The Biblical Story Of Why God Killed Moses' Two Nephews, But Not Their Brothers

On the Christian website Stand to Reason, author Tim Barnett tackles a rather thorny matter that may be evident to individuals who are familiar with both the Hebrew Bible and the New Testament. Put simply, as Barnett notes, the God of the Hebrew Bible is depicted as wrathful, vengeful, and impossibly punctilious about rules; the God of the New Testament, by contrast, is presented as loving, graceful and forgiving. "The God of the Old Testament is utterly unlike the God believed in by most practicing Christians," notes believer-turned-agnostic Charles Templeton, as quoted by Barnett.

Barnett concludes that the Gods of both narratives are the same God, who embodies both versions of himself as presented in the texts. "Both of these truths [that God is both vengeful and loving] must be held together if we are to communicate a consistent picture of what God is like," he writes.

One narrative of a vengeful God portrayed in the Hebrew Bible occurs in Leviticus 10, when it looks as if God kills two of Aaron's sons (Moses' nephews) over a seemingly-minor breach of the rules, and then lets Aaron's two other sons live, seemingly over a technicality. However, theologians say that there's more to it than that.

The Narrative Of Leviticus 10

The story of Nadab and Abihu, who meet their deaths in Leviticus 10, actually begins a couple of chapters earlier, back in Leviticus 8. As Bible Study Tools explains, they were selected to serve as priests and, when it was their turn to worship they ... well, what they did is unclear. In the King James version, the narrative (Leviticus 10:1) says they "offered a strange fire." Another English-language translation, the Contemporary English Version, says they put the fire in a pan when they weren't supposed to, adding a footnote that the original Hebrew meaning is "difficult" and could have multiple meanings. Bible Study Tools writer Stephen Baker notes that, however Nadab and Abihu presented the fire, it wasn't in the way that they were supposed to, and they paid for it with their lives, immediately being consumed by fire from the sky.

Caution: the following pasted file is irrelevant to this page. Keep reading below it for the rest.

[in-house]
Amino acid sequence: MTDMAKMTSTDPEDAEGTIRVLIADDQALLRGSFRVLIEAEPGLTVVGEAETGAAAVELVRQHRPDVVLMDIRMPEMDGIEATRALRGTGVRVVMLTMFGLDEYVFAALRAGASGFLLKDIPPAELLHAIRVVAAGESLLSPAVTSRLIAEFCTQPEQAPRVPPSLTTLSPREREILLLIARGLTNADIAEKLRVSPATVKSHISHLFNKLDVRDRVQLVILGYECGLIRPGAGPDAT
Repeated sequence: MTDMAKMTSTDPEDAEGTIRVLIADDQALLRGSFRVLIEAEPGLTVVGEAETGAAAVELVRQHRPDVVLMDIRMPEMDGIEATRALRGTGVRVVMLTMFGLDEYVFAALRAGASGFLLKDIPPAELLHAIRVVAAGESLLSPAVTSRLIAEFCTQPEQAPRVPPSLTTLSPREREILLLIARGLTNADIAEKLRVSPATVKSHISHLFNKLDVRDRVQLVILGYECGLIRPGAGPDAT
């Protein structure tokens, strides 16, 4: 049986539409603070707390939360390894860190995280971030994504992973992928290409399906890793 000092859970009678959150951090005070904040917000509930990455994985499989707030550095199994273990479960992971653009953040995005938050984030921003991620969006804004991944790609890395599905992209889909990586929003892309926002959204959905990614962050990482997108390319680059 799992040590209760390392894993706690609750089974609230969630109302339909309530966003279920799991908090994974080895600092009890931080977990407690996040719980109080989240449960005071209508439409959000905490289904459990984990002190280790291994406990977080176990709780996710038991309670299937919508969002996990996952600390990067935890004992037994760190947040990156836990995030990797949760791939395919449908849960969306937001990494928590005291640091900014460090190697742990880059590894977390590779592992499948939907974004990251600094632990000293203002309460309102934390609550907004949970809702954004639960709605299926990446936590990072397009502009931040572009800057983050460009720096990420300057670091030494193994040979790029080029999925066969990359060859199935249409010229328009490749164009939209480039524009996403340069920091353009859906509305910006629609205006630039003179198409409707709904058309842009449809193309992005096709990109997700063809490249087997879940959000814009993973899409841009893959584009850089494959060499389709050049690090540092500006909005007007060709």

Moses and Aaron were grief-stricken, but regardless continued with their priestly duties. Aaron's other sons, Eleazar and Ithamar, enter the narrative a few sentences later. They, too, goofed up: They were to take home some sacrificial meat and eat it with their families, but instead, they allowed it to be burned up completely, as Graced Follower describes it. Unlike their brothers, however, they lived to tell about the experience.

So Why The Difference?

So within the expanse of a few sentences on the page, and likely a matter of hours as the events were purported to have happened, two of Aaron's sons were immediately killed for failing to follow the rules, while two others were given a pass. So what accounts for the difference?

Graced Follower presents the difference as one being a matter of the men's hearts. Specifically, the writer notes that Nadab and Abihu deliberately "were in rebellion against the clear instruction of the Lord," rather than simply dotting all of the i's and crossing all of the t's. Writing in Chabad, Levi Avtzon adds some more context, noting Biblical scholarship that has suggested that the two men may have been drunk, or disrespectful, or otherwise in some state that compromised their ability to serve.

As for Eleazer and Ithamar, though they were supposed to have eaten the sacrificial meat, they were grieving for their brother and seemingly, in their grief, failed to check all the right boxes, and God gave them a pass. "Very different positions of the heart," notes Graced Follower.